Devourer of Words 054: Sometimes, the Going Gets Rough

Toucan reading a comic

There will come a point in your career, if you are lucky, where you will have something to write that you don’t really want to write. Sure, you might be the kind of comics scribe who does only creator-owned work. Or you might be fortunate enough to be writing the character you’ve loved since you were nine years old. Even in the best of circumstances, there might be a scene you know needs to be in there which you hate or an issue you’re not in love with that’s still gotta be there.

And if those circumstances aren’t the best, you just might be confronted with a story you just can’t get invested in. The reasons can be legion. The character doesn’t speak to you, but you can’t change it. The parameters of the story don’t leave you with any room for creativity. The content of the story is reprehensible, but you’re stuck with it.

Writing is, for many of us, a passion. But it’s also a job. And not every day or week or month or year on the job is going to be awesome. So how do you make the words flow when they absolutely don’t wanna?

Find something.

It might be difficult, you locate some aspect of the gig you can find interesting. Maybe it’s not gonna be a big thing. Maybe it’s not gonna be an important thing. Maybe it’s a single character. Maybe it’s the tone. Or the world. Or whatever. But there have to be a couple of redeeming qualities in the job, even if they’re covered in excrement. Find ‘em and rally behind them.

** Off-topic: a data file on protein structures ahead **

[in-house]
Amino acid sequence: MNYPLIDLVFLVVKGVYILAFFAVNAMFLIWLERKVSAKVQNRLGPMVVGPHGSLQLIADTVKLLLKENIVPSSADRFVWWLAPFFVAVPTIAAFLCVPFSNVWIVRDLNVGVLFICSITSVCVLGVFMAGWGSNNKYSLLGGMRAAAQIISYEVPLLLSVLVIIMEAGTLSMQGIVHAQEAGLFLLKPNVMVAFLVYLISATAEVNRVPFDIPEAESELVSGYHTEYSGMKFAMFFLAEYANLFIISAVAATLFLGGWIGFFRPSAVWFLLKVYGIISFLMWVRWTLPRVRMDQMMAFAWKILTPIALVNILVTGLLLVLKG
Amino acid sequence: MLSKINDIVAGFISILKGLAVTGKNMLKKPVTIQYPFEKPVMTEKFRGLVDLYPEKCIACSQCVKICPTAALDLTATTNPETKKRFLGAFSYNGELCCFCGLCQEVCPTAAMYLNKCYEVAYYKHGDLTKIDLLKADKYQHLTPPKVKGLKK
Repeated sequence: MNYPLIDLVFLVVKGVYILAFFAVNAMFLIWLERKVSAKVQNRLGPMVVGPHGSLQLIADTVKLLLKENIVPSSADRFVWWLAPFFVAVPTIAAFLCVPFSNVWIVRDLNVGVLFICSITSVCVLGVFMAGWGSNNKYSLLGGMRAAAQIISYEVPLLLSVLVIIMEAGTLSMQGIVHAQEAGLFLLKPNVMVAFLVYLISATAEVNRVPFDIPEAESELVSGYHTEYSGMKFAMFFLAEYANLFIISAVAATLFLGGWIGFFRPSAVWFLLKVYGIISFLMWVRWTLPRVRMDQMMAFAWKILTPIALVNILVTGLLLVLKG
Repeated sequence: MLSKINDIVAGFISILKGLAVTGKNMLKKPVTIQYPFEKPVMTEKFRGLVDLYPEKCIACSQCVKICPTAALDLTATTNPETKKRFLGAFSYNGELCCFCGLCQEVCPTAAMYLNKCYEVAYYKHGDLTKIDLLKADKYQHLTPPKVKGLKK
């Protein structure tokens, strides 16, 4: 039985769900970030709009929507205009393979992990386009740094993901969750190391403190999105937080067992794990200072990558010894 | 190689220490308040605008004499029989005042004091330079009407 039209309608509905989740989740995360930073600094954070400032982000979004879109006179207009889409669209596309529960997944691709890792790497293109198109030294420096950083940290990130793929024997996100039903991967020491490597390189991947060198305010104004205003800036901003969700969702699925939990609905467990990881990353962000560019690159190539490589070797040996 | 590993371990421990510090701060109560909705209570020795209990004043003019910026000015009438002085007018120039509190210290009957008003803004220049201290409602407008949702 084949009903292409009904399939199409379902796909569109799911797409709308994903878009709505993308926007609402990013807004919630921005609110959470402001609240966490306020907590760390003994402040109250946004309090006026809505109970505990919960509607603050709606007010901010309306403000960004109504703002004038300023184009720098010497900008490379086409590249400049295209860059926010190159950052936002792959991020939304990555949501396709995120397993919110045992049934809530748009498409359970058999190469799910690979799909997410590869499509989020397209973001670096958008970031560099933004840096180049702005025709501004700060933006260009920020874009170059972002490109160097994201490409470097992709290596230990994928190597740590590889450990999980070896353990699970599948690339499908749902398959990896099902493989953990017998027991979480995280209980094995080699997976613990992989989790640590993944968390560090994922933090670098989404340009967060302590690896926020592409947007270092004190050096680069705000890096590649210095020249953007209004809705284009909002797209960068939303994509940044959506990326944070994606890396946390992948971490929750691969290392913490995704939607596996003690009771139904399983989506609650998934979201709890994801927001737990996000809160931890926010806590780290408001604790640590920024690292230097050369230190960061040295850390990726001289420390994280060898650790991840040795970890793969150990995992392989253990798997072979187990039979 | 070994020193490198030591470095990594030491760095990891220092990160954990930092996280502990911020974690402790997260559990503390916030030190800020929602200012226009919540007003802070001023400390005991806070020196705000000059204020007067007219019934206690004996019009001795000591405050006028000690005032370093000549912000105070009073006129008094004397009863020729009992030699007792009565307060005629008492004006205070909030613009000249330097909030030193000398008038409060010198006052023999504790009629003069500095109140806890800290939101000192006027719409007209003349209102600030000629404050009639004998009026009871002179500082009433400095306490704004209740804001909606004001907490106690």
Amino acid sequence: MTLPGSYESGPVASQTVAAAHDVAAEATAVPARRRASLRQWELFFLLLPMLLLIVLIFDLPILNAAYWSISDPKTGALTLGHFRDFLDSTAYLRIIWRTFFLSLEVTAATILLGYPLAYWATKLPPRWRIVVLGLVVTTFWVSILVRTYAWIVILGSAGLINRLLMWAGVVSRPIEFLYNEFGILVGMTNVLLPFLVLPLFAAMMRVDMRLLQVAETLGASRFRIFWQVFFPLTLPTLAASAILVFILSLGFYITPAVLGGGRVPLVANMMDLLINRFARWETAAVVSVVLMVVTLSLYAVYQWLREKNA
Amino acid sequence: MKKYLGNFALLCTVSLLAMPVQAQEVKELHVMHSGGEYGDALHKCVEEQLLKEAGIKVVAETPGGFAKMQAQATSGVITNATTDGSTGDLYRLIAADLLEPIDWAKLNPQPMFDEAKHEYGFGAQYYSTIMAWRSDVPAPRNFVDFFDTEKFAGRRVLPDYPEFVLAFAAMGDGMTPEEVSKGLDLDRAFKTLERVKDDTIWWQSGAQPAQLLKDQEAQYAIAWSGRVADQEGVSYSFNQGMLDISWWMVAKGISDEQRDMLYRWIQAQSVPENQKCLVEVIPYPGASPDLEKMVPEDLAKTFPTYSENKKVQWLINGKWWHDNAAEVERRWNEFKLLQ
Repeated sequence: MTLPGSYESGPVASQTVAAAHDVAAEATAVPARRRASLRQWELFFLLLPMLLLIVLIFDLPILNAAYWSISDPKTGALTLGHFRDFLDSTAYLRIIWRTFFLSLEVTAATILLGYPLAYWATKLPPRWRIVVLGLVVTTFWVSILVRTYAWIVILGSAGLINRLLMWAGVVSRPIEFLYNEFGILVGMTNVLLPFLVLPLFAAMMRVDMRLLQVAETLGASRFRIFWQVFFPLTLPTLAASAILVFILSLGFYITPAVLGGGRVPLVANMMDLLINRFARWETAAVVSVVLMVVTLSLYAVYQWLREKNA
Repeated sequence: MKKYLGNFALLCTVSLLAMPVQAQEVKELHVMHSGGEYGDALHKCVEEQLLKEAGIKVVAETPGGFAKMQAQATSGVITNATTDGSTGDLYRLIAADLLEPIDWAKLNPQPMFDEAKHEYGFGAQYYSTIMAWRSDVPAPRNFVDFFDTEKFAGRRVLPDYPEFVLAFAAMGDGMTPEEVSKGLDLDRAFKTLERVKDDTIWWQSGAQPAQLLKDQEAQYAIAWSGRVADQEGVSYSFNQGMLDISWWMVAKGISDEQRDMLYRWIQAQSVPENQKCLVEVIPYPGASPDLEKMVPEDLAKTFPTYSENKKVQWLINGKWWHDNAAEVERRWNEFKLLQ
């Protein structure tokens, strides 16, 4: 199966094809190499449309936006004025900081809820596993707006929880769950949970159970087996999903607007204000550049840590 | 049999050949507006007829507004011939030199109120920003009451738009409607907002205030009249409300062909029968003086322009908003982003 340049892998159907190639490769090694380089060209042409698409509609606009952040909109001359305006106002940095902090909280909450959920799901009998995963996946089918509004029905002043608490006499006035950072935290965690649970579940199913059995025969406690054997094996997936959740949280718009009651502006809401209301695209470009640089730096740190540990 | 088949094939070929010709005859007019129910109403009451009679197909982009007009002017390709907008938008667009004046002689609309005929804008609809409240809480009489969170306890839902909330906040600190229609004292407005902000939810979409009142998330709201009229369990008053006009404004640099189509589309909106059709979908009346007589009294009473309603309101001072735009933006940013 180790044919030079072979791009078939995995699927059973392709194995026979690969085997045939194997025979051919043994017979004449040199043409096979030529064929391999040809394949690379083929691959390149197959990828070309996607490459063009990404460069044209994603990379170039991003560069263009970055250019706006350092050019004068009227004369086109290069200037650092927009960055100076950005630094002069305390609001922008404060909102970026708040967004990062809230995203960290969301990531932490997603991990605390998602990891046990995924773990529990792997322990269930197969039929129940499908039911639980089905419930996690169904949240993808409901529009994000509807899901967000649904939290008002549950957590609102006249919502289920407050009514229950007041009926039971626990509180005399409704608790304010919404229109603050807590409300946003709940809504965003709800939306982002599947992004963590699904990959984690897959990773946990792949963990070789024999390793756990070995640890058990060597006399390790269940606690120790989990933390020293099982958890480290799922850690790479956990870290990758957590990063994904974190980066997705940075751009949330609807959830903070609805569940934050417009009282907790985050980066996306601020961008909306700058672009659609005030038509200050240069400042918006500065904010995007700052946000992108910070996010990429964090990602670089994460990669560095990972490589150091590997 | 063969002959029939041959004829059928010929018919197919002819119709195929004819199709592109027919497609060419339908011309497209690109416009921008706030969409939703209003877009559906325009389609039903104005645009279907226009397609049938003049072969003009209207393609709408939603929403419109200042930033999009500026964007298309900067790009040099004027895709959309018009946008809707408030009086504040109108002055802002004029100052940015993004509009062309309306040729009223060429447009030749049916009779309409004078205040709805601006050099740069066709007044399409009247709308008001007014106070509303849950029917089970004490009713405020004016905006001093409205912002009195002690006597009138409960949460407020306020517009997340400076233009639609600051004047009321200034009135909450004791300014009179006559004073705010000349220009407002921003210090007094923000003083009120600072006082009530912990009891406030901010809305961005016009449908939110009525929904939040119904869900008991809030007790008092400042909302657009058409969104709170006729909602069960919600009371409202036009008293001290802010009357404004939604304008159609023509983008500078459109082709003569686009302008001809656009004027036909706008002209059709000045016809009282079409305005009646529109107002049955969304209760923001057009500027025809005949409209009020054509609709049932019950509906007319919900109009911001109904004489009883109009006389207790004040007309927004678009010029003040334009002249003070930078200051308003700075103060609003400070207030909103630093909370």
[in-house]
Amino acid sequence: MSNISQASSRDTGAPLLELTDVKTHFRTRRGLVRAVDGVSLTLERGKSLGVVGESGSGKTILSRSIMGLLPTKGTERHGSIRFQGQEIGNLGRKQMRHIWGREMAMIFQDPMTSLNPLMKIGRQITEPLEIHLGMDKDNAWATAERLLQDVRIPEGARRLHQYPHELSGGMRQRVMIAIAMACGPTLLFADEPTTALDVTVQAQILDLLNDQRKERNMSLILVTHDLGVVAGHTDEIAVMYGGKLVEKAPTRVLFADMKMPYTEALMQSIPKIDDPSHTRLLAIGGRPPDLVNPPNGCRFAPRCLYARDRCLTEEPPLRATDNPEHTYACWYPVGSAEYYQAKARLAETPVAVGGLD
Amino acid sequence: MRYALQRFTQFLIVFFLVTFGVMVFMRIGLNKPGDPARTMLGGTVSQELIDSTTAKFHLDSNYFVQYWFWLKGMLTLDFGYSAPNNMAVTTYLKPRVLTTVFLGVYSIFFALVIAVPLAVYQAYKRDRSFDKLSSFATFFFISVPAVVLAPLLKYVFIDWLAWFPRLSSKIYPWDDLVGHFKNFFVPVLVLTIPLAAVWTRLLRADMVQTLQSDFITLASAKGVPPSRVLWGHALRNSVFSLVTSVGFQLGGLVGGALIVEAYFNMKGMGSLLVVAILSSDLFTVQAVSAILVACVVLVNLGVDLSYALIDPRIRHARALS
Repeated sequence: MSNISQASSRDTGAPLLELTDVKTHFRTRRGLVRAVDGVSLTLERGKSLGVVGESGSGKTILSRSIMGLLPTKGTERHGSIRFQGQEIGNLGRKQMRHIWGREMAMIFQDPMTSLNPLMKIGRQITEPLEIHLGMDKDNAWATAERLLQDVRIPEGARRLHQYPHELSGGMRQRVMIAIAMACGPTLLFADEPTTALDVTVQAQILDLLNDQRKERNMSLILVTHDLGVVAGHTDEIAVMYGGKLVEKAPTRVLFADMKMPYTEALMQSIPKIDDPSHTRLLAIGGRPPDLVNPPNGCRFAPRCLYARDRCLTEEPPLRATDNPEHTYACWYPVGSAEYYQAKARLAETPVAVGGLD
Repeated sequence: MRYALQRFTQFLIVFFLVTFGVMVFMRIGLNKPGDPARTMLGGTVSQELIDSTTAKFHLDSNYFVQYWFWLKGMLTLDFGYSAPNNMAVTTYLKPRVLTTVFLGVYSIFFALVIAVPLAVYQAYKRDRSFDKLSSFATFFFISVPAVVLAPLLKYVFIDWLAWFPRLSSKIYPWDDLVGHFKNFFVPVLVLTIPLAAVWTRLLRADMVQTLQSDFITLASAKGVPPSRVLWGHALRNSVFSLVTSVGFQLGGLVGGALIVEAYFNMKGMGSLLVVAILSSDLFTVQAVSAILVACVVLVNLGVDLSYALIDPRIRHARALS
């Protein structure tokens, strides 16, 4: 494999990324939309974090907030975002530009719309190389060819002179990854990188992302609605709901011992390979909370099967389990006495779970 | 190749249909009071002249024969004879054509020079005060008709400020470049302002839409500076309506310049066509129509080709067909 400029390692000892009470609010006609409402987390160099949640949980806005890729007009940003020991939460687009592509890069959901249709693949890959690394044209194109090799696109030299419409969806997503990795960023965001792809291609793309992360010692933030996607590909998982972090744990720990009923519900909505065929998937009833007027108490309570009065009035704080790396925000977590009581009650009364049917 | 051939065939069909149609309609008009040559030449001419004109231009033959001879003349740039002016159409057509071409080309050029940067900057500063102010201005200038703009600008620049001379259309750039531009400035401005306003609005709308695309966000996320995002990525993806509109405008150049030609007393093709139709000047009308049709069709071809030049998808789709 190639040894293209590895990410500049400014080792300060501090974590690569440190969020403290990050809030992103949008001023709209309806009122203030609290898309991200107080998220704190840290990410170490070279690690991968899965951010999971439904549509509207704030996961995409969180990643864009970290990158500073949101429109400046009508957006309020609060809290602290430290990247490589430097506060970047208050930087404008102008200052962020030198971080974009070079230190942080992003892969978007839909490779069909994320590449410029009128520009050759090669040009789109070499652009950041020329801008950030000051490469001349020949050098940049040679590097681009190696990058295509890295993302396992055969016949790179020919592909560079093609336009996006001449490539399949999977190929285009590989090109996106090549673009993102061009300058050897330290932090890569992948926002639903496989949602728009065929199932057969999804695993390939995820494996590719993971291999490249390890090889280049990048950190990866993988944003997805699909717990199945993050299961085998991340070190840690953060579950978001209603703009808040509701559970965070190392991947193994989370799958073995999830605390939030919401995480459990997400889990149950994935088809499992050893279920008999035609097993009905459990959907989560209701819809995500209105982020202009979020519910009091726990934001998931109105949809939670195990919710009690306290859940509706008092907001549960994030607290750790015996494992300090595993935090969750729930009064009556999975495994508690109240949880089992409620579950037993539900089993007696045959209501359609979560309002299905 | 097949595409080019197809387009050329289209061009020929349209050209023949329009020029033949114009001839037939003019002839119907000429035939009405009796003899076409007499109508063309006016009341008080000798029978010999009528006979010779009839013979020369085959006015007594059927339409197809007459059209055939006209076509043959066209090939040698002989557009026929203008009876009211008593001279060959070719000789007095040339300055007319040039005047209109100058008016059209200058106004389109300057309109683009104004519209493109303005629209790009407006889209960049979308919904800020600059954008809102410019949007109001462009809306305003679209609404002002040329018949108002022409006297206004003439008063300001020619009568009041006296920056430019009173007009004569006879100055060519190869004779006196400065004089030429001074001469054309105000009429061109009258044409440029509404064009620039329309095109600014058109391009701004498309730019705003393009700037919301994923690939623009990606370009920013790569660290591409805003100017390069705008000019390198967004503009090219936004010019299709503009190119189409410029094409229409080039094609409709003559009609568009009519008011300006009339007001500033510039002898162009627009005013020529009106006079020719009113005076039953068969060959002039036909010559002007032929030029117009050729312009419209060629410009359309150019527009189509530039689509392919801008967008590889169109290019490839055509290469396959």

Make it adversarial.

This isn’t a long-term solution, as this kind of motivation burns hot and fast, but the same way boxers can convince themselves to hate their opponent in order to win, you can do the same. Make the story something you need to conquer, defeat. Make it personal. Put the story in the ground and move forward.

Remember what the money is for.

In other words, pull a stalemate from the jaws of defeat. Maybe you can’t win if you make it adversarial. Maybe you can’t find something to rally behind. Maybe you just have to write it because you’re being paid to write it. So write it as fast as you can.

Have the conversation.

Talk to the person who assigned you the job and explain your problems. Maybe she or he can help you find your way through. Maybe they’ve got an idea that can help make the work easier. Talk to some trusted contemporaries—if they’re pros, they’ve been in the same boat before, and if they’re still floating, they can help you navigate the waters. Ask for help, maybe help will arrive.

Walk away.

A.K.A. the Doomsday Protocol. Make no mistake, this is the choice of last resort. Because if you do quit, that’s likely an editor you’ll never work for again, and a publisher that won’t line up to get you paid. If you’ve done everything above and you still can’t find your way—or if the subject matter has shifted into a zone that goes against everything you believe in—it might be time to nuke the site from orbit. But, again, only if you’ve exhausted every other avenue. Word will spread and you’ll have to explain your decision. Some will understand, others won’t. But if this is the only way you can live with yourself, so be it.

Writing can be a ton of fun. But you’ll know that you’re a writer if you can do it when it isn’t.

Marc Bernardin’s Devourer of Words appears the third Tuesday of every month here on Toucan!

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